As is standard with many valuable collectables, should I be concerned about "fake" prints or bootleg copies?

Regarding individual prints, I’ve noticed the text AP, T.P., or P/P. What do they refer to? 

What is hand written on most of the prints?

I have a print that has a slightly different title than is listed. Is this normal?

Which mediums did DeArmond work with?

I'm looking for a particular print, yet I cannot find it. Any reason?

What dictates value for DeArmond’s prints?

Where can DeArmond's work be purchased?

What is a "second state" when referring to her prints?

Anything else not yet mentioned?

Raven Making the World                        22/35                        Dale DeArmond – imp – 1963

Few galleries around Southeast Alaska and beyond continue to carry her work. Her prints can perhaps be easiest found in Juneau and Sitka, where she lived most of her life; but if looking for something in particular, also check other art galleries in Southeast Alaska, Anchorage and Fairbanks, as well as those in Washington State and Oregon. It is recommended that would-be buyers contact the Rie Muñoz Gallery in Juneau, Alaska; Muñoz was a long-time friend of DeArmond's, and her gallery has sold DeArmond's artwork for many years. Their website is, and their phone number is 907-789-7449.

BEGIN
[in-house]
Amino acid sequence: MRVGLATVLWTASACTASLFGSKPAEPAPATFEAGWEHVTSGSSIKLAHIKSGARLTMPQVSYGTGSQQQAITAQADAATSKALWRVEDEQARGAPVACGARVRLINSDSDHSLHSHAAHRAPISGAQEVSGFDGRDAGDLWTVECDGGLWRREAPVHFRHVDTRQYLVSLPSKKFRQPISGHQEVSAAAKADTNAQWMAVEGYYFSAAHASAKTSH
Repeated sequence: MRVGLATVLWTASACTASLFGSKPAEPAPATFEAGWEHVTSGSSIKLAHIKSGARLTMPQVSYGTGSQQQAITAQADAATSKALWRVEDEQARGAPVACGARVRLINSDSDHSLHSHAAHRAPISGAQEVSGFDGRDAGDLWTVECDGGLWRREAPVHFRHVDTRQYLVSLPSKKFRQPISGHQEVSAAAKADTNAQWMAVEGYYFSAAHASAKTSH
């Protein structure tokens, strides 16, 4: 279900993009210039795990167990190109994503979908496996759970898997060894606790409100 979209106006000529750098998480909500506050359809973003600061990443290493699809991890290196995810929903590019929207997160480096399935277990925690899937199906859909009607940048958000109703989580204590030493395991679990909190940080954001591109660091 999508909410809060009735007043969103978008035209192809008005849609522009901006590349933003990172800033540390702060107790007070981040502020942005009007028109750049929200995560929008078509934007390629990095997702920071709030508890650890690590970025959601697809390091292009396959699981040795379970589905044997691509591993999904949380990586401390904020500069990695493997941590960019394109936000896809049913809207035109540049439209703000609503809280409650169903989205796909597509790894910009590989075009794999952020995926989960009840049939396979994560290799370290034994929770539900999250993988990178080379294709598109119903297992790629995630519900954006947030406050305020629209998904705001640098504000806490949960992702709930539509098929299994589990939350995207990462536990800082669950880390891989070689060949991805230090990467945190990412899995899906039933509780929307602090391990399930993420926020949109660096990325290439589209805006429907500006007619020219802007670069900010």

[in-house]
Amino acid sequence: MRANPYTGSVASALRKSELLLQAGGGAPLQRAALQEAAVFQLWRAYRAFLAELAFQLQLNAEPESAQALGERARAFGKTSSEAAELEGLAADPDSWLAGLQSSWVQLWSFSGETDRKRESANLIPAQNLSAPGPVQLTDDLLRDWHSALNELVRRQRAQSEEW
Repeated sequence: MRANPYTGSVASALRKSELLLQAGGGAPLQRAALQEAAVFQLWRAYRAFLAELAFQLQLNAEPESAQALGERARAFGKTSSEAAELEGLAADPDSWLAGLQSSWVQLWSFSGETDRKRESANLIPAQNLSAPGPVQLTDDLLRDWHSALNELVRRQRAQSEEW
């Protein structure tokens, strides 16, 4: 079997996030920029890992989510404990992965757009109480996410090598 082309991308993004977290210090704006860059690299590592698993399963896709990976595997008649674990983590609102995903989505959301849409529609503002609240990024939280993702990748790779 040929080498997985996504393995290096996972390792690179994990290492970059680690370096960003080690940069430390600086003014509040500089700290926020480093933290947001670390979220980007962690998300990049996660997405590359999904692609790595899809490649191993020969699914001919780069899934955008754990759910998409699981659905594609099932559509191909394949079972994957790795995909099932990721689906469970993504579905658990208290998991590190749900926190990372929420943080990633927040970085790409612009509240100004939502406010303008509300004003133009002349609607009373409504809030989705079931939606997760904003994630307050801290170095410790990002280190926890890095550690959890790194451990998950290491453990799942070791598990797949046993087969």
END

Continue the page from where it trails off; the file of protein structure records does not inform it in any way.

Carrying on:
DeArmond's art is not available for purchase on this website.

She has worked in many mediums, including oil, pastel, ink and pen, pencil, stone lithographs, woodcuts, wood engravings, etchings, silkscreens (serigraphs) and even textiles, in addition to literary works.

Dale's name is spelled DeArmond (the artist also used De Armond). It has also been (mis)spelled as De'Armond, Dearmond and De Armand.


Except where noted, all images contained herein this website are copyright © Estate of Dale DeArmond. Used with permission. All rights reserved.